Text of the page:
The Triangle Shirtwaist Company Fire, also known as the Triangle Fire, was an infamous industrial disaster that led to major reforms in fire safety, factory procedures, and unionization of garment workers. The fire, which claimed the lives of 146 people, began on the afternoon of 25 March 1911 on the eighth floor of the Triangle Shirtwaist Company in New York City. The Triangle Fire is often cited as a terrible example of the horrific conditions in which sweatshop workers labored before the advent of major reforms for the American working class.
The Triangle Shirtwaist Company was owned by Max Blanc and Isaac Harris, who founded the company to take advantage of the growing trend of long skirts and blouses, or shirtwaists, which became popular in the early part of the 20th century. The Triangle Fire struck a severe blow to both men and their business, which never fully recovered. The factory employed 500 men and women, although the majority of the workers were female, and most of those trapped and killed by the Triangle Fire were women. Most of the employees were illegal immigrants trying to build better lives for themselves in America, and they endured the unpleasant working conditions because they felt they had no other choice.
Before the Triangle Fire, the company was already well known for resisting attempts at unionizing. A massive city-wide strike organized in 1909 originated at the Triangle Shirtwaist Factory, and four months of negotiations by the International Ladies’ Garment Workers Union finally brought about an agreement, which the Triangle Shirtwaist Company refused to accept. During the strike, the factory employed scabs and vicious protectors who were later accused of severely beating young strikers.
The Triangle Fire began in the late afternoon, shortly before a change of shifts, in a bin of textile cuttings. The factory was on the upper floors of the ten story Asch building, at the corner of Greene Street and Washington Place. The Triangle Fire illustrated a fact well known to garment workers already – that most garment factories were potential fire traps, with bins of highly flammable textiles and patterns surrounded by smoking workers and overworked sewing machines that sometimes overheated and caused small fires. In fact, the Triangle Shirtwaist Company had already been cited for fire safety concerns.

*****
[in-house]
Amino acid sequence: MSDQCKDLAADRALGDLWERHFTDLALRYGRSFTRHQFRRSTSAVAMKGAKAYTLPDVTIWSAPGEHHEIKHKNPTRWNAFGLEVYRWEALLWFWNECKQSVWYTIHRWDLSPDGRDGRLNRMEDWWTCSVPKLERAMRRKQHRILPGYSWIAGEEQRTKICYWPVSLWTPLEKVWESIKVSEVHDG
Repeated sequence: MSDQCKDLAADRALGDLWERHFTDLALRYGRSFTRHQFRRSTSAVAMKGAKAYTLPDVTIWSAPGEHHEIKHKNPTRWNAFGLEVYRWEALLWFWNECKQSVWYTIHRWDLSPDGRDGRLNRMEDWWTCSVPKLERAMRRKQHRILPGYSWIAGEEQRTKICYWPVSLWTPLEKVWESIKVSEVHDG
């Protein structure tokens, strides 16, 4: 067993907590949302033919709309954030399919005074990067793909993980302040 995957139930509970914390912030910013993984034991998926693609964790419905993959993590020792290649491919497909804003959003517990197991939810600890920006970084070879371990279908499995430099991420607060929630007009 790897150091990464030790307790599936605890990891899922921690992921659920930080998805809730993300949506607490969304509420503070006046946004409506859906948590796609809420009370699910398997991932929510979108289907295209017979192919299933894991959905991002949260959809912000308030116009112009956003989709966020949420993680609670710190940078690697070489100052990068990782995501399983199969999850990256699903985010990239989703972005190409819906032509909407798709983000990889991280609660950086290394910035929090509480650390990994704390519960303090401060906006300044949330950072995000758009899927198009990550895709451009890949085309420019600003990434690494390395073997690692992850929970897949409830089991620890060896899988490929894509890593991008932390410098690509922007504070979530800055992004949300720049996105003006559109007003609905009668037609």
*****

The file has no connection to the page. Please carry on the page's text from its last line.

While fire alarms went off on the eighth and tenth floors, the ninth floor was not warned, and most of the workers on that floor did not survive, trapped by the heat of the Triangle Fire, locked doors, and panic. All of the floors only had one open exit, because the other door was locked, ostensibly to prevent workers from taking breaks, leaving early, or stealing. The fire raced up the stairwell with unlocked doors, effectively trapping workers in the highly flammable workrooms. Many of them jumped out of the upstairs windows or down the elevator shaft, sometimes on fire, in an attempt to escape the heat.
Workers lucky enough to escape to the roof were rescued by employees of a neighboring office building and the fire department, which arrived on the scene very quickly. The owners of the factory escaped to the roof and were later acquitted of wrongdoing in the fire. Labor activists were furious, as were many lawmakers, and the Triangle Fire ultimately resulted in legislation that still governs working conditions in the United States.